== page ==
11 May 2022
“For years we have been denouncing the precariousness of the vast majority of jobs held by school support staff throughout Quebec. This situation is making it increasingly difficult to retain existing staff and attract new workers, especially in the schools of the Centre de services scolaire de la Pointe-de-l’Île (CSSPI). Improving the quality of school support staff jobs must be at the heart of our next round of negotiations.”
Éric Pronovost, President of the Fédération du personnel de soutien scolaire (FPSS-CSQ), is visiting the territory served by the CSSPI today as part of a major consultation of federation’s 33,500 members, including those who work in this school service center, to identify priorities for the next round of negotiations. He is accompanied by Stéphane Soumis, President of the Syndicat du soutien en éducation de la Pointe-de-l’Île (SSÉPÎ-CSQ).
Although the consultation process is just beginning, Éric Pronovost believes the demand for more regular and continuous working hours will be at the heart of the demands. “The average salary of a support employee is only $30,000 a year and 70% of our members hold precarious jobs. In such a context, is it any wonder that school service centers are having trouble retaining staff and attracting a new generation of employees?” asks the union leader.
The solution to the staff shortage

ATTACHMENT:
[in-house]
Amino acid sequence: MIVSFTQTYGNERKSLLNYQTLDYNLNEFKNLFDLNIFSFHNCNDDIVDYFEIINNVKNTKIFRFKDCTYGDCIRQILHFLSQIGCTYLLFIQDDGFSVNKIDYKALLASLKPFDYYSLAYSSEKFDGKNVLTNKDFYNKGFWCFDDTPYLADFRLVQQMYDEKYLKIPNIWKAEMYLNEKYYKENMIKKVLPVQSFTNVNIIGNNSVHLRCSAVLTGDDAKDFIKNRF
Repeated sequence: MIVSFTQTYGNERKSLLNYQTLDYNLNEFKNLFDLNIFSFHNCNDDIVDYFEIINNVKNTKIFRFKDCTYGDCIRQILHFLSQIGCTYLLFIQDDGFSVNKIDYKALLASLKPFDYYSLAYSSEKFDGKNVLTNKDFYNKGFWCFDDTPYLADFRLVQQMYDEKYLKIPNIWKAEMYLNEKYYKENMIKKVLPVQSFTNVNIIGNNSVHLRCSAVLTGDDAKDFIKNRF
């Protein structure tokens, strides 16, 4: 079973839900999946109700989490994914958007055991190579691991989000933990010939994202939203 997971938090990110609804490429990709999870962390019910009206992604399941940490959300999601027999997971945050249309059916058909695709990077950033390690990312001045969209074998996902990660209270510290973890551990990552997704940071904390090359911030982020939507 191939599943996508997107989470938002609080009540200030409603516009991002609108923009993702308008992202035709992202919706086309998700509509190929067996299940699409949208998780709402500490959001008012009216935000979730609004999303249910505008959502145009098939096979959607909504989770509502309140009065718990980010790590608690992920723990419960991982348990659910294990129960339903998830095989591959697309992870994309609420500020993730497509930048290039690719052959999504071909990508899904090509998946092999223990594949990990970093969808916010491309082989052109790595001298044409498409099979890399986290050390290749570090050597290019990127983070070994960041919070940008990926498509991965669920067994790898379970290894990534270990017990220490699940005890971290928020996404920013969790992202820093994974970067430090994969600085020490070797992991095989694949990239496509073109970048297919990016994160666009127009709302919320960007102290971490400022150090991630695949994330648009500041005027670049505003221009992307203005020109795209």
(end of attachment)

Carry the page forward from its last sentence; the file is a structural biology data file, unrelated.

Pronovost says that if we want to put an end to the shortage of support staff in schools, we need to provide attractive working conditions and jobs that are sufficiently interesting to be considered a career. He says the FPSS-CSQ intends to mobilize its members over the next few weeks, relying on their solidarity to send a clear message to the Legault government: school support staff deserve more than precarious jobs. Enough is enough!
A difficult working environment
SSÉPÎ-CSQ President Stéphane Soumis says that his members are dissatisfied with several things, especially with the staff shortage. “The lack of personnel is directly tied to the fact that many of our members hold precarious jobs. On top of this, the staff shortage is resulting in work overloads. This makes the working environment rather difficult for the support staff of the Centre de services scolaire de la Pointe-de-l’Île,” laments Stéphane Soumis.
Along with the adverse conditions, Soumis says that support staff have to cope with a lack of recognition that is deplorable.